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I have some objects which have been created automatically by linq2SQL.

I would like to write some code which should be run whenever the properties on these objects are read or changed.

Can I use typical get { //code } and set {//code } in my partial class file to add this functionality? Currently I get an error about this member already being defined.

This all makes sense.

Is it correct that I will have to create a method to function as the entry point for this functionality, as I cannot redefine the get and set methods for this property.

I was hoping to just update the get and set, as this would mean I wouldn't have to change all the reference points in my app. But I think I may just have to update it everywhere.

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3 Answers 3

up vote 2 down vote accepted

Not sure about read, but you could track changes of your objects. E.g. there is PropertyChangedEventHandler on auto generated entities.

So what have you do is to white a partial class (let's assuming you have a Person entity):

public partial class Person
{
    public Person()
    {
        this.PropertyChanged += 
           new PropertyChangedEventHandler(Person_PropertyChanged);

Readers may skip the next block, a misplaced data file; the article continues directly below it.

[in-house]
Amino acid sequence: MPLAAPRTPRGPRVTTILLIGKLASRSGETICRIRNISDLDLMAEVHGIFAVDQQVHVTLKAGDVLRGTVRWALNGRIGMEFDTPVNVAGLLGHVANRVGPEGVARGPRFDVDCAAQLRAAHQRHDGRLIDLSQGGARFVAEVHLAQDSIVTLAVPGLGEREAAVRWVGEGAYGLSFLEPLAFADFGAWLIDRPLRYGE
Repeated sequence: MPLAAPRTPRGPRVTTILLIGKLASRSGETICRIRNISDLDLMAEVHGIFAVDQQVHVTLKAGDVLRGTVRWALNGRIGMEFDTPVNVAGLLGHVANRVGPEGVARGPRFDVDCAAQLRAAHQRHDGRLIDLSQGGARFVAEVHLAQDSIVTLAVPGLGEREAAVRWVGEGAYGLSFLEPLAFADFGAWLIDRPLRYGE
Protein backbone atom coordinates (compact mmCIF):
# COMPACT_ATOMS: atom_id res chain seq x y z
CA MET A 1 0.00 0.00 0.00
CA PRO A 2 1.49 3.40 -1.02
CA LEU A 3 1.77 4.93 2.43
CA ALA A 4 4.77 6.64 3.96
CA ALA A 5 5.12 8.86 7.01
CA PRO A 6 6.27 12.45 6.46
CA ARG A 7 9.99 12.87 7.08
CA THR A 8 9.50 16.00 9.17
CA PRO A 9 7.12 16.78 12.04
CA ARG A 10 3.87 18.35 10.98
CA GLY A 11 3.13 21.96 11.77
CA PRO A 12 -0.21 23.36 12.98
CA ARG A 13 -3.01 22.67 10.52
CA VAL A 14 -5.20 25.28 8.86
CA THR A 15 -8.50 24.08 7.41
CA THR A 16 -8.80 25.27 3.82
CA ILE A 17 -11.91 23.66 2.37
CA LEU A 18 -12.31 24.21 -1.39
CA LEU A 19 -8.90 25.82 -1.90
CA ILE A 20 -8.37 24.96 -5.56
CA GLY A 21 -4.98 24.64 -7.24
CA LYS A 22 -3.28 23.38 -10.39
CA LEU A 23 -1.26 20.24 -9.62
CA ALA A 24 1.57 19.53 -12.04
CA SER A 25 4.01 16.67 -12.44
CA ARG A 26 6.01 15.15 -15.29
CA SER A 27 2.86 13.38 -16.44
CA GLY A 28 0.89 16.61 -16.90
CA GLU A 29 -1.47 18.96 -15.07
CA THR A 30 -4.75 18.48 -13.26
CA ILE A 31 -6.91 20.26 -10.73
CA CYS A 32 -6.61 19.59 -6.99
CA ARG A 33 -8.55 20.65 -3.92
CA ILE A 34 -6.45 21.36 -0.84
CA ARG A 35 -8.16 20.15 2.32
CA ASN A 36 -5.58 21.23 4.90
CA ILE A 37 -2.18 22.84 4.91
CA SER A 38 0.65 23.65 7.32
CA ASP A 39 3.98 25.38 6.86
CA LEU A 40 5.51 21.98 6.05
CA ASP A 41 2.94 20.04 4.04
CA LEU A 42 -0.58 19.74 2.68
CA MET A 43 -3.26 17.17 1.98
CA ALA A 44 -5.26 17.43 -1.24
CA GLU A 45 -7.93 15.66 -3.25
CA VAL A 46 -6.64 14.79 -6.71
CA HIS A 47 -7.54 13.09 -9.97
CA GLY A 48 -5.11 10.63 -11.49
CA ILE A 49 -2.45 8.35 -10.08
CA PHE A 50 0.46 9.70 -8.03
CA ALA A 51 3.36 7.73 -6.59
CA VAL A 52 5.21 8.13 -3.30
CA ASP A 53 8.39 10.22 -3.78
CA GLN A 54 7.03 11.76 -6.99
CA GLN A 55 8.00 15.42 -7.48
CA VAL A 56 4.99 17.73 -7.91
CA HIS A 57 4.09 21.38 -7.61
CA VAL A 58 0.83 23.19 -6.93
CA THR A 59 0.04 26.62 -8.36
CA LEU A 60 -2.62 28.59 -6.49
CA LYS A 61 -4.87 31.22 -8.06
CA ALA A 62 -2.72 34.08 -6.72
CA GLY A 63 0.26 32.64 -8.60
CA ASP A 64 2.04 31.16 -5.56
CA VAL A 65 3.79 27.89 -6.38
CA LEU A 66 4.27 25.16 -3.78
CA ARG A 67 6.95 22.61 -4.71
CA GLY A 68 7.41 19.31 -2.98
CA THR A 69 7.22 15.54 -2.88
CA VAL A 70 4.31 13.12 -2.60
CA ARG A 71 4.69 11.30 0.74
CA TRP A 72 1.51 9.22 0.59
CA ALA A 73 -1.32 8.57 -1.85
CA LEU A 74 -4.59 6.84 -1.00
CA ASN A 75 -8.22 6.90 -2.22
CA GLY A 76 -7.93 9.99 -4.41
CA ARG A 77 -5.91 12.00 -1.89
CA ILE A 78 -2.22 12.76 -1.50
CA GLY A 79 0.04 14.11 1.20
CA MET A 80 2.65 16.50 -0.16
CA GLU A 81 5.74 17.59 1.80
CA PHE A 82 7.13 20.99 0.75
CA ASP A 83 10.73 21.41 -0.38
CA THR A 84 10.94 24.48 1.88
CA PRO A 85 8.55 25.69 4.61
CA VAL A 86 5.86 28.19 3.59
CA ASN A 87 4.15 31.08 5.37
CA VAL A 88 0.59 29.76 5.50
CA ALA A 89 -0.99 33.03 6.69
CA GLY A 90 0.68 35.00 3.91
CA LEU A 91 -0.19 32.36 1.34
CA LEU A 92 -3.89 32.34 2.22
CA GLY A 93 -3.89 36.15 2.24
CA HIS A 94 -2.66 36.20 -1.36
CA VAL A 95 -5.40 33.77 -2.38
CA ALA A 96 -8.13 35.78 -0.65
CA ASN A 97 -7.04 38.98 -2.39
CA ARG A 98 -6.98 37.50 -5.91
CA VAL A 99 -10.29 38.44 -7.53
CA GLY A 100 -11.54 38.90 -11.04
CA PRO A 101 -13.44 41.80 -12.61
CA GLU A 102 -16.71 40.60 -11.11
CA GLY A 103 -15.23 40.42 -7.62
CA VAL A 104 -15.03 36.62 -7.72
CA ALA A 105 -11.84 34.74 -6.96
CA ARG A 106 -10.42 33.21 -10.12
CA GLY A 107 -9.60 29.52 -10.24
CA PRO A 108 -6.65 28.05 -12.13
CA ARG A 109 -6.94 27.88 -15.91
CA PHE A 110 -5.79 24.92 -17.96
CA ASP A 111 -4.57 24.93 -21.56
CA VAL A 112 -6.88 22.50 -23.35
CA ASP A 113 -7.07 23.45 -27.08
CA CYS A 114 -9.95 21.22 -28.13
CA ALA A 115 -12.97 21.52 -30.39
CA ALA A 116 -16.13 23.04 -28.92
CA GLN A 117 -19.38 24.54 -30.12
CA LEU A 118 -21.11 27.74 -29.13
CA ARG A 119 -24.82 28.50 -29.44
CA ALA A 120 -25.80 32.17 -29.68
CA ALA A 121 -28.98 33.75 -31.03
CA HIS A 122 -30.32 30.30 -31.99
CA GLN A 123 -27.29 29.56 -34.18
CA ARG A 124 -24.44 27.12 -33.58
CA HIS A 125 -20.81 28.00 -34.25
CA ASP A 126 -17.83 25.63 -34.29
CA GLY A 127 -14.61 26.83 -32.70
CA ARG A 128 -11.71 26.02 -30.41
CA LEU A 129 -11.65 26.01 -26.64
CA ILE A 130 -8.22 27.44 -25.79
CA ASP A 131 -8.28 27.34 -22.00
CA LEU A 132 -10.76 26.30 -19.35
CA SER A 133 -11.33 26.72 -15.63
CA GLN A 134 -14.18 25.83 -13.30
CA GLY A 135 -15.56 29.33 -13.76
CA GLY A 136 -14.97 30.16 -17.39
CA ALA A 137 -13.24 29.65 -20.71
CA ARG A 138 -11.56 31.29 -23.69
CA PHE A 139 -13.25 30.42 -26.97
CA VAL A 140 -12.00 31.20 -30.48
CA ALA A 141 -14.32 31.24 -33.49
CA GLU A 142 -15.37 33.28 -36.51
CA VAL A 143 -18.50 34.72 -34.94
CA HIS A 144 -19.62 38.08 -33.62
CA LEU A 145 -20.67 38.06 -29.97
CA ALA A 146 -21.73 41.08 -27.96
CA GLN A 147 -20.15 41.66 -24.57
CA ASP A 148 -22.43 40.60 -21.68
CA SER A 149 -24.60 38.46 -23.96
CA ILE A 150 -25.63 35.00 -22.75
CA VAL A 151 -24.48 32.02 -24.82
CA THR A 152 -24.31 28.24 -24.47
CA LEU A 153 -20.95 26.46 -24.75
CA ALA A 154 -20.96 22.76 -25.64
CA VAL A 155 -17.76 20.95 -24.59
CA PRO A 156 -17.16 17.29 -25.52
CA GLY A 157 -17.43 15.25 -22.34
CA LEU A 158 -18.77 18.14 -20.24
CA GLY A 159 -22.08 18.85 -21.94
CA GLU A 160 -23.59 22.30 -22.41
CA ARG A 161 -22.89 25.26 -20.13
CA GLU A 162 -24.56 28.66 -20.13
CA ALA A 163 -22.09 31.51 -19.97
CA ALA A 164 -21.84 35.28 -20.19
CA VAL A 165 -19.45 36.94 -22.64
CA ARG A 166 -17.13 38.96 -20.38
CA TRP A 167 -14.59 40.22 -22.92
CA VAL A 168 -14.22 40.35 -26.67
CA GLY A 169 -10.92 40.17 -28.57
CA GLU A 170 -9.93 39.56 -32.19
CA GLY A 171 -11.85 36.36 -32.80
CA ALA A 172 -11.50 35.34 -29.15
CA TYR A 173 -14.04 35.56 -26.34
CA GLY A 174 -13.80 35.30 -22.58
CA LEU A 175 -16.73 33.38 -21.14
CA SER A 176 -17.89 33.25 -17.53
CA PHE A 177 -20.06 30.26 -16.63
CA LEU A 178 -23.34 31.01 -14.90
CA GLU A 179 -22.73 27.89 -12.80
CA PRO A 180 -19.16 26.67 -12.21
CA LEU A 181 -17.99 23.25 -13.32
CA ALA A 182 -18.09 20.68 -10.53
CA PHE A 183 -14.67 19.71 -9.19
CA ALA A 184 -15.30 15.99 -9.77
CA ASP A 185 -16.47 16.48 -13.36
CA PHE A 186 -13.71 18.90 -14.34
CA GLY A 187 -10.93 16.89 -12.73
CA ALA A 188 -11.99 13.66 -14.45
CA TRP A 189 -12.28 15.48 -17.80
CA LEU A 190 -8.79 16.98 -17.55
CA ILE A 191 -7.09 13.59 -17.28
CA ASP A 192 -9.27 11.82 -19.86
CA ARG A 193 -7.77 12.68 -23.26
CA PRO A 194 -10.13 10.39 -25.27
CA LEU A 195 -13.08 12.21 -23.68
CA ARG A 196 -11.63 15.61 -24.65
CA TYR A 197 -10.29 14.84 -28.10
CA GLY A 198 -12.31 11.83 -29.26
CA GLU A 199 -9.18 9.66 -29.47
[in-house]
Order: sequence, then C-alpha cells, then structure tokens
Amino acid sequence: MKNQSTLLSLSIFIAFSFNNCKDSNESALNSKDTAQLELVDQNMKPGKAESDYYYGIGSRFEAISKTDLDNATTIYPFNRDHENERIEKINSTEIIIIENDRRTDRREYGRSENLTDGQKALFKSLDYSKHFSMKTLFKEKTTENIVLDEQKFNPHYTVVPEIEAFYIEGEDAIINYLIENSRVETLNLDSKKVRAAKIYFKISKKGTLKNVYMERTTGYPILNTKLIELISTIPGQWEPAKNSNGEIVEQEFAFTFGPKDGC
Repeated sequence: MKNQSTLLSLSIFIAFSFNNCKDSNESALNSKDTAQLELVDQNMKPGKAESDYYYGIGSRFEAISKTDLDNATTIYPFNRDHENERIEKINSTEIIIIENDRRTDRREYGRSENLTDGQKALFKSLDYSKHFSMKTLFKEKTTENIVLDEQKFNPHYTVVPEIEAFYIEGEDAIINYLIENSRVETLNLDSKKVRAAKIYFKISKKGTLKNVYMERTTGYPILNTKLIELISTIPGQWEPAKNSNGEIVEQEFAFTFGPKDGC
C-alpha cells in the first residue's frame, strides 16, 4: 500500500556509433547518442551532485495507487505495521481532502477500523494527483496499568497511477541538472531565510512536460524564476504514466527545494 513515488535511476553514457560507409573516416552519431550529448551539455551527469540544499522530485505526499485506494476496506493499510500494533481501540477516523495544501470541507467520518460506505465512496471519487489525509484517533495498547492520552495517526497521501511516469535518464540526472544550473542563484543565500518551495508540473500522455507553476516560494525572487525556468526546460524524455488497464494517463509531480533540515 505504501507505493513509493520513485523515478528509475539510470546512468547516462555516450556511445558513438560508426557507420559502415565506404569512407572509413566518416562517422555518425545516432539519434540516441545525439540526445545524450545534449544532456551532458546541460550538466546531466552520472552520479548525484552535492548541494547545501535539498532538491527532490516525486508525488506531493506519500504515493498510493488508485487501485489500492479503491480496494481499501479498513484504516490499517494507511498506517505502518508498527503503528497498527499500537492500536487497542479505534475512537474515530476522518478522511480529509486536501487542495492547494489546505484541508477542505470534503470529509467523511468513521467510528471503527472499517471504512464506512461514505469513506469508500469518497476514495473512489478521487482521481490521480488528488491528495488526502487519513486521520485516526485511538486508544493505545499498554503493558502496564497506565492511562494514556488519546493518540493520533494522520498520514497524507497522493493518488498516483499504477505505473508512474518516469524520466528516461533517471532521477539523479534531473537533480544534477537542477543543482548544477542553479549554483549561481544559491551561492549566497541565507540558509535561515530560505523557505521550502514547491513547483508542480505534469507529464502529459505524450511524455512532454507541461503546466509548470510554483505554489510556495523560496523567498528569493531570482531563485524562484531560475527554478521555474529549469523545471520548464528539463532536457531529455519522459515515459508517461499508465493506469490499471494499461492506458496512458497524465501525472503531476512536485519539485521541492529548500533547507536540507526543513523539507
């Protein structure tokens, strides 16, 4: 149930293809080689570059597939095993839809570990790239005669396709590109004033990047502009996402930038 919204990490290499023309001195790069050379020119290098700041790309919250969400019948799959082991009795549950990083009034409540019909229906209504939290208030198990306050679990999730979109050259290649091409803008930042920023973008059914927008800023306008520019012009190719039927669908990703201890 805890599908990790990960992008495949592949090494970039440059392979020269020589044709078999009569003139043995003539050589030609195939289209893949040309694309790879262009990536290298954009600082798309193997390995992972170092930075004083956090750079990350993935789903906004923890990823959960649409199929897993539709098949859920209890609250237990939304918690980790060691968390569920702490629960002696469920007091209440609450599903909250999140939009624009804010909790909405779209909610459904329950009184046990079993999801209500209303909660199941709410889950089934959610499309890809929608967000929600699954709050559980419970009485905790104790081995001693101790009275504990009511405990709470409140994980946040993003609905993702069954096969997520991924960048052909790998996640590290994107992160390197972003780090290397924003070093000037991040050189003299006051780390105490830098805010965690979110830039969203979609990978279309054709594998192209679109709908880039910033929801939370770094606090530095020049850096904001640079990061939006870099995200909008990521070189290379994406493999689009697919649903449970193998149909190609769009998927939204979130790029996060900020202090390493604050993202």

}

    protected void Person_PropertyChanged(object sender, PropertyChangedEventArgs e)
    {
        // your code here
    }
}
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What I did when I wanted to do this was make the property private/inaccessible (since this can be done as part of the DBML definition without editing the generated code), and give it a different name than the property I want to expose. Then I implemented a public wrapper property in a partial class, using the name I wanted to expose. Then (if you want to be really fancy) implement a LINQ provider that can convert queries that refer to the wrapper properties to queries that refer to the underlying properties. I have done all this and it's been working well, but the custom LINQ provider was tricky.

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Also interesting, but I like the idea of being able to just used the dbml auto generated version, without having to keep track of modifications. However the stuff towards the end of your post goes a bit over my head for the mo. –  Chris Barry Apr 28 '10 at 1:12
    
Yes, I like not having to modify the code generated by the DBML. This solution allowed me to wrap the properties without having to touch the DBML-generated code. Hopefully the stuff towards the end is unnecessary. You would only need to do that if you wanted to use the wrapped propertied when performing LINQ-to-SQL queries directly against the database rather than retrieving some records (without using those properties) and then querying/filtering the list of objects you retrieved with LINQ to Objects. –  BlueMonkMN Apr 28 '10 at 11:20

Unless you modify the generated code that was made, and then add additional code to the setter (such as using the pattern like in WPF, with INotifyPropertyChanged), then this would be impossible.

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Yep, definitely don't want to be doing that, as then I lose the auto generation of the linq2sql niceness. –  Chris Barry Apr 27 '10 at 15:51

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